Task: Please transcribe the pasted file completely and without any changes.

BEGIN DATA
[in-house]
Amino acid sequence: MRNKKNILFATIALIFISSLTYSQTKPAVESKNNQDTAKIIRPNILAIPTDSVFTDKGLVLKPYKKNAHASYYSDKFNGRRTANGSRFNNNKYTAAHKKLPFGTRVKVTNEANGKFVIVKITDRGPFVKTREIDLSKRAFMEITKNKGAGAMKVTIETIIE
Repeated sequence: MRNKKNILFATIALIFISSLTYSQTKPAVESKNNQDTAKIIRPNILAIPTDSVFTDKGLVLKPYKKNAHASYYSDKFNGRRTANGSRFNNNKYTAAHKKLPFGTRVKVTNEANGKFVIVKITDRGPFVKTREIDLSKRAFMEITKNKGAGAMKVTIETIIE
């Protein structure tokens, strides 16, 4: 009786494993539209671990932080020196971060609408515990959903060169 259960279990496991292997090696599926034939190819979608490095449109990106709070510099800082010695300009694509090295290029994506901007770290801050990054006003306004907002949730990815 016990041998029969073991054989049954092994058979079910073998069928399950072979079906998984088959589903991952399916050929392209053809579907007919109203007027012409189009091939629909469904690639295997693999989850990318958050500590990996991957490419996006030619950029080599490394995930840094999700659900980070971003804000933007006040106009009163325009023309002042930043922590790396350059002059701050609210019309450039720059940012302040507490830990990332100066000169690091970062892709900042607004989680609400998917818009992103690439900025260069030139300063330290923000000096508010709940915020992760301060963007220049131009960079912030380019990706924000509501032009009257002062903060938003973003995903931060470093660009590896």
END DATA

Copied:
[in-house]
Amino acid sequence: MRNKKNILFATIALIFISSLTYSQTKPAVESKNNQDTAKIIRPNILAIPTDSVFTDKGLVLKPYKKNAHASYYSDKFNGRRTANGSRFNNNKYTAAHKKLPFGTRVKVTNEANGKFVIVKITDRGPFVKTREIDLSKRAFMEITKNKGAGAMKVTIETIIE
Repeated sequence: MRNKKNILFATIALIFISSLTYSQTKPAVESKNNQDTAKIIRPNILAIPTDSVFTDKGLVLKPYKKNAHASYYSDKFNGRRTANGSRFNNNKYTAAHKKLPFGTRVKVTNEANGKFVIVKITDRGPFVKTREIDLSKRAFMEITKNKGAGAMKVTIETIIE
């Protein structure tokens, strides 16, 4: 009786494993539209671990932080020196971060609408515990959903060169 259960279990496991292997090696599926034939190819979608490095449109990106709070510099800082010695300009694509090295290029994506901007770290801050990054006003306004907002949730990815 016990041998029969073991054989049954092994058979079910073998069928399950072979079906998984088959589903991952399916050929392209053809579907007919109203007027012409189009091939629909469904690639295997693999989850990318958050500590990996991957490419996006030619950029080599490394995930840094999700659900980070971003804000933007006040106009009163325009023309002042930043922590790396350059002059701050609210019309450039720059940012302040507490830990990332100066000169690091970062892709900042607004989680609400998917818009992103690439900025260069030139300063330290923000000096508010709940915020992760301060963007220049131009960079912030380019990706924000509501032009009257002062903060938003973003995903931060470093660009590896």